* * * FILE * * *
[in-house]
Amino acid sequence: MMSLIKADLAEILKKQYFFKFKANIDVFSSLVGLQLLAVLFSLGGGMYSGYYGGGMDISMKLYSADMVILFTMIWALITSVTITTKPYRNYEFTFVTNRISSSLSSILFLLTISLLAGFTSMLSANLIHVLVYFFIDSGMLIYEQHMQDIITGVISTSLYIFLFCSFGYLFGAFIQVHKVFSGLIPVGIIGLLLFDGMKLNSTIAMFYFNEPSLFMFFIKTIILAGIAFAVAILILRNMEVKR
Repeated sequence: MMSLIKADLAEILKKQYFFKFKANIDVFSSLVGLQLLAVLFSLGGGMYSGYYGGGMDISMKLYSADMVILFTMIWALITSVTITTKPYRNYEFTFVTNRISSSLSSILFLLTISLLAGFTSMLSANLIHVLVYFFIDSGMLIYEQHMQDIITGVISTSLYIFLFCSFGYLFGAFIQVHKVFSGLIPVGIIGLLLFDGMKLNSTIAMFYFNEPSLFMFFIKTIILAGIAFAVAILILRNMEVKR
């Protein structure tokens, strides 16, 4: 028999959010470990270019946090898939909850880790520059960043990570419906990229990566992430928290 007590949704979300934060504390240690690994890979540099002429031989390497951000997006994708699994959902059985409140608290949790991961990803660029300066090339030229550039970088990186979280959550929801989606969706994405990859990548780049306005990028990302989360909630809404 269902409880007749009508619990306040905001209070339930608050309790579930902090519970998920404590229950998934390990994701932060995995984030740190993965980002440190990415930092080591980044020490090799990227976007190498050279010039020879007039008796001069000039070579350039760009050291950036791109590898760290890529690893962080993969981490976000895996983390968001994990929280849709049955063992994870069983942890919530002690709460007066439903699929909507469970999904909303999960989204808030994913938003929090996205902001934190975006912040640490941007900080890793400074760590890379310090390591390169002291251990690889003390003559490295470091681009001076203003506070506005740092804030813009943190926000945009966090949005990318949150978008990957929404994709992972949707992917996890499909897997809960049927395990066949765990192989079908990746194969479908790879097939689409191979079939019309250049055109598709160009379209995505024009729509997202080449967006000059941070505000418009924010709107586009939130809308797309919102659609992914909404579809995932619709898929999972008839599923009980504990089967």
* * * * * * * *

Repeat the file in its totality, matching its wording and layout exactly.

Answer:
[in-house]
Amino acid sequence: MMSLIKADLAEILKKQYFFKFKANIDVFSSLVGLQLLAVLFSLGGGMYSGYYGGGMDISMKLYSADMVILFTMIWALITSVTITTKPYRNYEFTFVTNRISSSLSSILFLLTISLLAGFTSMLSANLIHVLVYFFIDSGMLIYEQHMQDIITGVISTSLYIFLFCSFGYLFGAFIQVHKVFSGLIPVGIIGLLLFDGMKLNSTIAMFYFNEPSLFMFFIKTIILAGIAFAVAILILRNMEVKR
Repeated sequence: MMSLIKADLAEILKKQYFFKFKANIDVFSSLVGLQLLAVLFSLGGGMYSGYYGGGMDISMKLYSADMVILFTMIWALITSVTITTKPYRNYEFTFVTNRISSSLSSILFLLTISLLAGFTSMLSANLIHVLVYFFIDSGMLIYEQHMQDIITGVISTSLYIFLFCSFGYLFGAFIQVHKVFSGLIPVGIIGLLLFDGMKLNSTIAMFYFNEPSLFMFFIKTIILAGIAFAVAILILRNMEVKR
């Protein structure tokens, strides 16, 4: 028999959010470990270019946090898939909850880790520059960043990570419906990229990566992430928290 007590949704979300934060504390240690690994890979540099002429031989390497951000997006994708699994959902059985409140608290949790991961990803660029300066090339030229550039970088990186979280959550929801989606969706994405990859990548780049306005990028990302989360909630809404 269902409880007749009508619990306040905001209070339930608050309790579930902090519970998920404590229950998934390990994701932060995995984030740190993965980002440190990415930092080591980044020490090799990227976007190498050279010039020879007039008796001069000039070579350039760009050291950036791109590898760290890529690893962080993969981490976000895996983390968001994990929280849709049955063992994870069983942890919530002690709460007066439903699929909507469970999904909303999960989204808030994913938003929090996205902001934190975006912040640490941007900080890793400074760590890379310090390591390169002291251990690889003390003559490295470091681009001076203003506070506005740092804030813009943190926000945009966090949005990318949150978008990957929404994709992972949707992917996890499909897997809960049927395990066949765990192989079908990746194969479908790879097939689409191979079939019309250049055109598709160009379209995505024009729509997202080449967006000059941070505000418009924010709107586009939130809308797309919102659609992914909404579809995932619709898929999972008839599923009980504990089967």